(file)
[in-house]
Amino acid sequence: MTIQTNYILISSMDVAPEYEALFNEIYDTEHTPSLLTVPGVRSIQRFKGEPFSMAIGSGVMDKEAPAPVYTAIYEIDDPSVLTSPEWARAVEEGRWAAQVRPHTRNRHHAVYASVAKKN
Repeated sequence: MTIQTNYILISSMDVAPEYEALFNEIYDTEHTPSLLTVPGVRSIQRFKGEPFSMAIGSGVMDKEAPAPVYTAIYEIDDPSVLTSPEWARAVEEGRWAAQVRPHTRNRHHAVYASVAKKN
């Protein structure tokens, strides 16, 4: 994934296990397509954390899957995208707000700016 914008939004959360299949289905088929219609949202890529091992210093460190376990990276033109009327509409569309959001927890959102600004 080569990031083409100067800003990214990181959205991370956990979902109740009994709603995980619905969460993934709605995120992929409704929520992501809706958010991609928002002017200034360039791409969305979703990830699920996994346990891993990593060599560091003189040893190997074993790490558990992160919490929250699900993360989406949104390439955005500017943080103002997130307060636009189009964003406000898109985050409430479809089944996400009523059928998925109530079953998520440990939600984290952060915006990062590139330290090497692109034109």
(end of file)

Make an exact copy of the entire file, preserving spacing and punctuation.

[in-house]
Amino acid sequence: MTIQTNYILISSMDVAPEYEALFNEIYDTEHTPSLLTVPGVRSIQRFKGEPFSMAIGSGVMDKEAPAPVYTAIYEIDDPSVLTSPEWARAVEEGRWAAQVRPHTRNRHHAVYASVAKKN
Repeated sequence: MTIQTNYILISSMDVAPEYEALFNEIYDTEHTPSLLTVPGVRSIQRFKGEPFSMAIGSGVMDKEAPAPVYTAIYEIDDPSVLTSPEWARAVEEGRWAAQVRPHTRNRHHAVYASVAKKN
């Protein structure tokens, strides 16, 4: 994934296990397509954390899957995208707000700016 914008939004959360299949289905088929219609949202890529091992210093460190376990990276033109009327509409569309959001927890959102600004 080569990031083409100067800003990214990181959205991370956990979902109740009994709603995980619905969460993934709605995120992929409704929520992501809706958010991609928002002017200034360039791409969305979703990830699920996994346990891993990593060599560091003189040893190997074993790490558990992160919490929250699900993360989406949104390439955005500017943080103002997130307060636009189009964003406000898109985050409430479809089944996400009523059928998925109530079953998520440990939600984290952060915006990062590139330290090497692109034109």